Here is a Quick Summary of Your 1 Month in Japan


1-4: Arrive and enjoy Tokyo
5: Day trip to Yokohama
6: Day trip to Mt Fuji & Hakane
7-8: Nagoya
9-12: Kyoto
13-15: Osaka
16–18: Kobe
19-20: Hiroshima
21: Fukuoka
22-23: Nagano
24-25: Fukushima
26–29: Sapporo
30: Return to Tokyo to depart Japan


One Month Japan Itinerary


Tokyo (Day 1-4)


Japanese People Walking Across Busy Shibuya Crossroads Intersection In Tokyo Japan

Shibuya Crossing, Tokyo


Recommended Stay in Tokyo: 3-4 days

As the most well-known metropolis in the country, it’d practically be a crime not to visit Tokyo for at least a few days during your month-long holiday in Japan. The number of things to see is almost limitless – but you can still pack the most “essential” sightseeing spots into a few days. Some of these include the Sensō-ji Temple, the Meiji Shingu Shrine, and Shinjuku for its popping city life. Odaiba Seaside Park also has a lot of one-of-a-kind museums, art galleries, and other attractions. If you’re a fan of anime, Akihabara District and Nakano Broadway are some other places you might want to visit. The Ghibli Museum is also located in Tokyo and is a definite must-see if you’re a fan of Ghibli movies like Spirited Away, Kiki’s Delivery Service, and Totoro. Plus there is the Imperial Palace and the Observation Deck of the Tokyo Tower for panoramic views of Tokyo. Make time to shop till you drop in the shopping emporiums in Ginza.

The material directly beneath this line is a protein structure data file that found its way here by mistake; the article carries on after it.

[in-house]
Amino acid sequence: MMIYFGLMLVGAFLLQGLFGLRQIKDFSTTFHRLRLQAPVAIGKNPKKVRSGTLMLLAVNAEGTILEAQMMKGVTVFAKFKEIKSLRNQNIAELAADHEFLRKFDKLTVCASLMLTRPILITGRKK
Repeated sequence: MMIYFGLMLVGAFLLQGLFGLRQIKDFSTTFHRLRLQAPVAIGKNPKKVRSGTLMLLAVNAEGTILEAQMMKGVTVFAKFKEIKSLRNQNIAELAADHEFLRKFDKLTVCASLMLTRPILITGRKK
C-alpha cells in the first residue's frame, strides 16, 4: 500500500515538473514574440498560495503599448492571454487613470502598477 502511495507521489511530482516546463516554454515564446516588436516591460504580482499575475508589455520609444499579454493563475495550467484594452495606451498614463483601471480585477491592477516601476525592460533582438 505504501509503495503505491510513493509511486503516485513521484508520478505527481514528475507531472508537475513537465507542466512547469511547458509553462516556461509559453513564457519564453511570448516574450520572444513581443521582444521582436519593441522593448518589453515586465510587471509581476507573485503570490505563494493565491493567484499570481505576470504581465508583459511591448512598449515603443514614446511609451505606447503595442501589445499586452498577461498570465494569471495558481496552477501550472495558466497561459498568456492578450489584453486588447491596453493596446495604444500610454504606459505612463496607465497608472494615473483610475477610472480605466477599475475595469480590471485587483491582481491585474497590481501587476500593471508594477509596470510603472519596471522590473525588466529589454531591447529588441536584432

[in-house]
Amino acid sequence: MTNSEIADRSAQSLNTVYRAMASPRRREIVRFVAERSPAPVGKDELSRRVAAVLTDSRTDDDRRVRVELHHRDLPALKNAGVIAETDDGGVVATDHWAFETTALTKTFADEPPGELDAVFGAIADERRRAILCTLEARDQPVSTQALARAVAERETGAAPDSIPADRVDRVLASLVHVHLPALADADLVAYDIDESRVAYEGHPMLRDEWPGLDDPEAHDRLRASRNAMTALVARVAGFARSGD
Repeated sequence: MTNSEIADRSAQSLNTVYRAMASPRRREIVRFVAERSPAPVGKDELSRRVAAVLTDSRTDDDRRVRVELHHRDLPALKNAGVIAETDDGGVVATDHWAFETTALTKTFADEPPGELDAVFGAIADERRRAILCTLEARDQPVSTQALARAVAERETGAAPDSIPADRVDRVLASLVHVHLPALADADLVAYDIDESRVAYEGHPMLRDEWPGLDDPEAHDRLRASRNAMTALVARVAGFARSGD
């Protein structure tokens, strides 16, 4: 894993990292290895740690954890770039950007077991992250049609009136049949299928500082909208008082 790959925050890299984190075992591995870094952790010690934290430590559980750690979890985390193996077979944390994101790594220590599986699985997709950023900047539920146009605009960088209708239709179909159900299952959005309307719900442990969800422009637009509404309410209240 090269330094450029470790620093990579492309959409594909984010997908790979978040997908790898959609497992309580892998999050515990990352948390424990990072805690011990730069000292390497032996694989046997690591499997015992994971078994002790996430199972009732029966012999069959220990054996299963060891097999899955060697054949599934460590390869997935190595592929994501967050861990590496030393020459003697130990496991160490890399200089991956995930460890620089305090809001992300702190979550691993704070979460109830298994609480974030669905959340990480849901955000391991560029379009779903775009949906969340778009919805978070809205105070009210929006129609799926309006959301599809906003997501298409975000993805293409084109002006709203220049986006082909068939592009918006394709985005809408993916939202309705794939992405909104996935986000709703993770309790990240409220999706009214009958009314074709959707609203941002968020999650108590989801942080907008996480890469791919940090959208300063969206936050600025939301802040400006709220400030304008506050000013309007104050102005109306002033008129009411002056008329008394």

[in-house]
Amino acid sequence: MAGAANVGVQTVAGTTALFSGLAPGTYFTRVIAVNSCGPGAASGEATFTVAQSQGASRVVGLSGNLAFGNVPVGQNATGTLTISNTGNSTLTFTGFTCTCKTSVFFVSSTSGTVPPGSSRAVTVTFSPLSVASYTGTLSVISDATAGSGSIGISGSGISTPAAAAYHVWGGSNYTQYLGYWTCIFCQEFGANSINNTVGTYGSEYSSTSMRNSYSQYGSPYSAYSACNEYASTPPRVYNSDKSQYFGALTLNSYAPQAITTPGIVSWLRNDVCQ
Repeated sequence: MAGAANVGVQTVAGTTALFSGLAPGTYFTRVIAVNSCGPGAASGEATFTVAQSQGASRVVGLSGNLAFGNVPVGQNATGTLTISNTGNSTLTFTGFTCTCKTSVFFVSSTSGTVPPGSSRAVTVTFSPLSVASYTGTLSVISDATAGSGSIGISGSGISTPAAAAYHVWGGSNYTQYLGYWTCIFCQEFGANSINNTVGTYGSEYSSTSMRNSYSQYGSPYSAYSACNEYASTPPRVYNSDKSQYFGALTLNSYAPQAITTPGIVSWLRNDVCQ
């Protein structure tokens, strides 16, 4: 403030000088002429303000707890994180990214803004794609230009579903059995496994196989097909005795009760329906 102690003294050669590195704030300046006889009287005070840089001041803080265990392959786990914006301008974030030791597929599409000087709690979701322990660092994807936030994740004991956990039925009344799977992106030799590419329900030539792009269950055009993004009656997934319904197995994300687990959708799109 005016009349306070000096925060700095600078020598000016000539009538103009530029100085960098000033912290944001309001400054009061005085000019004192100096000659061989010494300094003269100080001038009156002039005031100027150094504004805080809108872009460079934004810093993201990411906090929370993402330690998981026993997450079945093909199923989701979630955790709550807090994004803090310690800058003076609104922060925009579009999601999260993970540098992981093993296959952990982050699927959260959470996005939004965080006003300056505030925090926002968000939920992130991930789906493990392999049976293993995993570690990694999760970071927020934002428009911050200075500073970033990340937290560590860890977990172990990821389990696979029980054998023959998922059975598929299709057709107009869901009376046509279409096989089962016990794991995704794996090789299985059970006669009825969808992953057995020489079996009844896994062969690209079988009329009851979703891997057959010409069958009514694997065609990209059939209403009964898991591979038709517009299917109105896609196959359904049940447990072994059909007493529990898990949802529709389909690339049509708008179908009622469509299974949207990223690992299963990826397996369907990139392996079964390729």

READ MORE: How to Spend 3 Days in Tokyo


Where to stay in Tokyo

I suggest you book 6 nights accommodation in Tokyo. This will cover your arrival, 4 days of sightseeing in Tokyo, plus 2 day trips. One to Yokohama and the other to Mt Fuji. Tokyo is home to all styles of accommodation from traditional Japanese style to modern western style. Read my post on different styles of Japanese accommodation here. If seeking a hostel stay for your time in Tokyo check out Imano Tokyo Hostel. Only 1.5km from the city centre and not only has bunks for single travellers available but rooms for families and groups of 2-4 people. Get pricing and to book here for a stay at Imano Tokyo Hostel. Looking for a budget hotel check out the Ibis Styles or for a medium price hotel check out the Mitsui Gardens in Tokyo Bay. As you are staying in Tokyo close to a week, you may be interested to rent a small apartment. One such apartment is the one-bed T-Home. For more hostel, hotel and apartment options check out Booking.com.


Day 5 – Day trip to Yokohama from Tokyo


Recommended Stay: 1-2 days